R.U. here
R.U.’s Victor/Victoria theme this season is inspired by Virginia Woolf’s novel Orlando. The collection is as complicated, with menswear suitings sewn up into delicately draped and tucked patchwork skirts and classic three-button jackets paired with feminine silk vests. Although the Toronto label is only in its fourth season, designer Rosemarie Umetsu’s resumé is stacked with impressive stores and titles — womenswear buyer at Holt Renfrew, product developer at Club Monaco — and she has a steady client in Soul Food actress Vivica A. Fox. 1-866-315-6854; www.rustudio.com

Don’t sweat it
Geox, famous for its breathable footwear, is no longer waiting to exhale here. The Italian brand recently open its first Canadian stores — one in Toronto’s Yorkdale Shopping Centre and the other in Carrefour Laval in a suburb of Montréal. The sport and dress styles stand on solid ground, blending fashion and function by combining perforations in the outsoles with a breathable membrane to keep water out and feet dry. Founder and president Mario Moretti Polegato, who invented his patented technology to rid the world of smelly feet, stumbled on the idea while hiking — he cut holes in the soles of his shoes to cool his heels. www.geox.com

Fancy footwork
Since the launch of her eyewear line two years ago, Montréal outerwear designer Hilary Radley did some fancy footwork and decided to pump up her collections with shoes and boots. Her fall line includes some 70 styles in shearling, leathers and plaids to complement her coats. Now that she has you covered from top to toe, next stop, next spring: handbags. Available at the Bay and Town Shoes across Canada or call 514-272-7221.

Roger Vivier by Colombe Pringle is a “sole”-searching look at the French cobbler who crafted for the well-heeled. You may not recognize the name, but you’d recognize his shoes. This master of frivolity and whimsy mixed elements such as elegant embroidery with clear plastic and engineered, fanciful heels like the comma, the ball and the needle, named for their shape. Love him or hate him, he invented the stiletto in 1954 for Christian Dior and the sensible low-heeled, square-toed pilgrim pump for Yves Saint Laurent in the ’60s. $29.95; at bookstores across Canada.

Photo courtesy of R.U.
Little model on the prairie
Cue the chorus. Picture the poster from the Sound of Music and a woman with clear, radiant skin, looking a little like a young Julie Andrews, twirling on a mountaintop. You can almost hear the yodelling. This is the image that is selling the current crop of Alberta beauties to the world — Heather Marks, Tricia Helfer, Lisa Cant, Marla Boehr, Brenna Rose, Julia Dunstall, Claire Cormeau and Agnieszka, to name a few.

“They’re milk-fed mountain models,” says Mode Models’ president Kelly Streit, an 18-year veteran at picking potential out of a crowd. He says that the clean air, along with the Canadian work ethic, is helping Calgary replace Rio on the modelling radar.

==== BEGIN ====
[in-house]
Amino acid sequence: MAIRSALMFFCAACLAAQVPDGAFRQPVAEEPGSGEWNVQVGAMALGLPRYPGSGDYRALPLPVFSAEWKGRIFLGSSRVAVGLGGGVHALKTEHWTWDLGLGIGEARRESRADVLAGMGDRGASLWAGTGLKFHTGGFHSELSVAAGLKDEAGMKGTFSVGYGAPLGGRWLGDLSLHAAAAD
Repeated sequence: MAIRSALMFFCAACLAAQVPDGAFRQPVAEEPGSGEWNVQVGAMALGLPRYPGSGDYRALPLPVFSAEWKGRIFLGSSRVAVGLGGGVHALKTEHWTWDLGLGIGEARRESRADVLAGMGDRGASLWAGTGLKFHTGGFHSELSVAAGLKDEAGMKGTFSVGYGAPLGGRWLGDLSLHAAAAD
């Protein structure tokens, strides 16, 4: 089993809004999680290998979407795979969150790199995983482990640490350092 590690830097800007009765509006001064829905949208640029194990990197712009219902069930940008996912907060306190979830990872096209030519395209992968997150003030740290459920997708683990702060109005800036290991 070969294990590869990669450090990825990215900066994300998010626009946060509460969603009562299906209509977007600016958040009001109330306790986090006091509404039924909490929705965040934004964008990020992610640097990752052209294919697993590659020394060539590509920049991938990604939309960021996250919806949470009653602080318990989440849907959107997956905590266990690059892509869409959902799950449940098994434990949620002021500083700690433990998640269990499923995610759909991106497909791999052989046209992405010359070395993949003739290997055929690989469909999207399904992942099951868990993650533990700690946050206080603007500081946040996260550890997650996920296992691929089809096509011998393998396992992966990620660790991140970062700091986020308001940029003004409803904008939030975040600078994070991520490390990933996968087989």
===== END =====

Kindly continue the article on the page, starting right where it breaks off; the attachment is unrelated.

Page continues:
Pretty pixie Heather Marks was only 12, with a mouth full of metal, when Streit spotted her at The Calgary Woman’s Show. Just turned 17, she has scored ad campaigns for Marc by Marc Jacobs, Just Cavalli and Moschino, as well as editorials in Italian and American Vogue, W, i-D and Harper’s Bazaar,. The camera loves her.

Streit’s successes are garnering him a great rep as a scout with the right eye. “I see two-dimensionally,” he says. “When I look at a face, I can see what she’s going to look like in pictures.” He found Tricia Helfer in the ’90s, and he hit the bulls’-eye a couple of years ago at the Calgary Stampede: when he saw Marla Boehr walking around the Midway, he chased her down — something he does quite often. “We had a little model search happening at the stampede,” he says. “It was something Marla had never thought of doing.” Now Boehr’s chart is lit up with ad campaigns and top runway gigs at Louis Vuitton and Prada. “She has arresting features — tall and birdlike. She’s level-headed and incredibly patient,” says Streit. “People love to work with her because you can put her in a corner for hours and she doesn’t complain.”

Unlike the buxom, bronzed Brazilian clones, there’s no one look coming out of Calgary. High-rise cityscapes and oil-rich slicks aside, it’s all about a stampede of eclectic, picture-perfect images of wholesomeness.

Bottom line
Designer Jason Trotzuk has a history with denim, having launched youth line Dish a few years ago. That’s why he has engineered it so that his new jeans label, Fidelity, is coming up from the rear. This time around, the Vancouverite has focused on the “bottom” line, ensuring that Fidelity’s fit emphasizes the best butt-boosting assets. “Jeans are the holy grail of a woman’s wardrobe,” he says. “A woman is always on a quest for that perfect jean that slims the thigh and forms her butt.” The label is only eight months old, but Trotzuk is finding that the rear guard is a great place to be. Available at Holt Renfrew, Caban, Aritzia, Mendocino and independent boutiques. Call 604-669-2520 for locations.